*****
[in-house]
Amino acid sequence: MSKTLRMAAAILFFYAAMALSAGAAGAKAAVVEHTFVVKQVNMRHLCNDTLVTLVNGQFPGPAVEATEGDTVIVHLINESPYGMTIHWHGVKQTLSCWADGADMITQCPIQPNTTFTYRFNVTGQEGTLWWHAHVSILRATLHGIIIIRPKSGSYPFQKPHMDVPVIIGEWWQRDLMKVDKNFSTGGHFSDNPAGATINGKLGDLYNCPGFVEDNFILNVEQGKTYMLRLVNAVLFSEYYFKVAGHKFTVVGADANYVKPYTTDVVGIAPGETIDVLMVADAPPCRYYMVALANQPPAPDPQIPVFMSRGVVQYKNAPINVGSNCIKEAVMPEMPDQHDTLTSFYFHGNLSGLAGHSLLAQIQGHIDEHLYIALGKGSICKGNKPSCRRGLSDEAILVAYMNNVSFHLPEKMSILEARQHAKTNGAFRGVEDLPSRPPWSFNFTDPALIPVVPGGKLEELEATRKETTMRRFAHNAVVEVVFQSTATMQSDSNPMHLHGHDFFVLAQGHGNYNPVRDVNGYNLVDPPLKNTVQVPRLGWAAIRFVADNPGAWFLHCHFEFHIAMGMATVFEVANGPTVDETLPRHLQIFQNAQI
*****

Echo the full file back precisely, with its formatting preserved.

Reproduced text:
[in-house]
Amino acid sequence: MSKTLRMAAAILFFYAAMALSAGAAGAKAAVVEHTFVVKQVNMRHLCNDTLVTLVNGQFPGPAVEATEGDTVIVHLINESPYGMTIHWHGVKQTLSCWADGADMITQCPIQPNTTFTYRFNVTGQEGTLWWHAHVSILRATLHGIIIIRPKSGSYPFQKPHMDVPVIIGEWWQRDLMKVDKNFSTGGHFSDNPAGATINGKLGDLYNCPGFVEDNFILNVEQGKTYMLRLVNAVLFSEYYFKVAGHKFTVVGADANYVKPYTTDVVGIAPGETIDVLMVADAPPCRYYMVALANQPPAPDPQIPVFMSRGVVQYKNAPINVGSNCIKEAVMPEMPDQHDTLTSFYFHGNLSGLAGHSLLAQIQGHIDEHLYIALGKGSICKGNKPSCRRGLSDEAILVAYMNNVSFHLPEKMSILEARQHAKTNGAFRGVEDLPSRPPWSFNFTDPALIPVVPGGKLEELEATRKETTMRRFAHNAVVEVVFQSTATMQSDSNPMHLHGHDFFVLAQGHGNYNPVRDVNGYNLVDPPLKNTVQVPRLGWAAIRFVADNPGAWFLHCHFEFHIAMGMATVFEVANGPTVDETLPRHLQIFQNAQI